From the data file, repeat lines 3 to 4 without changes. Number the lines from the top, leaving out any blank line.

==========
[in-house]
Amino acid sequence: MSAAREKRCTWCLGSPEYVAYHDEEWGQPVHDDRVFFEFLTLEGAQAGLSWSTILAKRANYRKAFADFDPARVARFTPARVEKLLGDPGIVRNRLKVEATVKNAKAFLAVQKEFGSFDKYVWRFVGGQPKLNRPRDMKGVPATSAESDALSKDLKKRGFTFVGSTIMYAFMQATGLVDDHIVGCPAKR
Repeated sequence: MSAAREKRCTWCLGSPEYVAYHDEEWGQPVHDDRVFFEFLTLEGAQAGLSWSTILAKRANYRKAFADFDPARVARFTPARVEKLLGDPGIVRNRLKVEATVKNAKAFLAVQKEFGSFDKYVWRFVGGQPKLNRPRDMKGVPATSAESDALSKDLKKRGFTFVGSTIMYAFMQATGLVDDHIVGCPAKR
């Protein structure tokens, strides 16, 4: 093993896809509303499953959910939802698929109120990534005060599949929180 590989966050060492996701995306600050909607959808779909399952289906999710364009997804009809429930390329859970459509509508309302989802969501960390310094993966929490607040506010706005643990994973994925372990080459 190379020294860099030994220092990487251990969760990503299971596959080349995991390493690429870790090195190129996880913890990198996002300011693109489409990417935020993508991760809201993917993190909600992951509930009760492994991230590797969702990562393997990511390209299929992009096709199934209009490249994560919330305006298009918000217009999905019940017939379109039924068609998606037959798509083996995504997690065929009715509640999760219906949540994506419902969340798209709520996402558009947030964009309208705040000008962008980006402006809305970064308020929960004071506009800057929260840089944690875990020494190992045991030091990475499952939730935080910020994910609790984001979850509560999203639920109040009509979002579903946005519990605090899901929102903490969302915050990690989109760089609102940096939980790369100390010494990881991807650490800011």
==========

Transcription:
Repeated sequence: MSAAREKRCTWCLGSPEYVAYHDEEWGQPVHDDRVFFEFLTLEGAQAGLSWSTILAKRANYRKAFADFDPARVARFTPARVEKLLGDPGIVRNRLKVEATVKNAKAFLAVQKEFGSFDKYVWRFVGGQPKLNRPRDMKGVPATSAESDALSKDLKKRGFTFVGSTIMYAFMQATGLVDDHIVGCPAKR
């Protein structure tokens, strides 16, 4: 093993896809509303499953959910939802698929109120990534005060599949929180 590989966050060492996701995306600050909607959808779909399952289906999710364009997804009809429930390329859970459509509508309302989802969501960390310094993966929490607040506010706005643990994973994925372990080459 190379020294860099030994220092990487251990969760990503299971596959080349995991390493690429870790090195190129996880913890990198996002300011693109489409990417935020993508991760809201993917993190909600992951509930009760492994991230590797969702990562393997990511390209299929992009096709199934209009490249994560919330305006298009918000217009999905019940017939379109039924068609998606037959798509083996995504997690065929009715509640999760219906949540994506419902969340798209709520996402558009947030964009309208705040000008962008980006402006809305970064308020929960004071506009800057929260840089944690875990020494190992045991030091990475499952939730935080910020994910609790984001979850509560999203639920109040009509979002579903946005519990605090899901929102903490969302915050990690989109760089609102940096939980790369100390010494990881991807650490800011």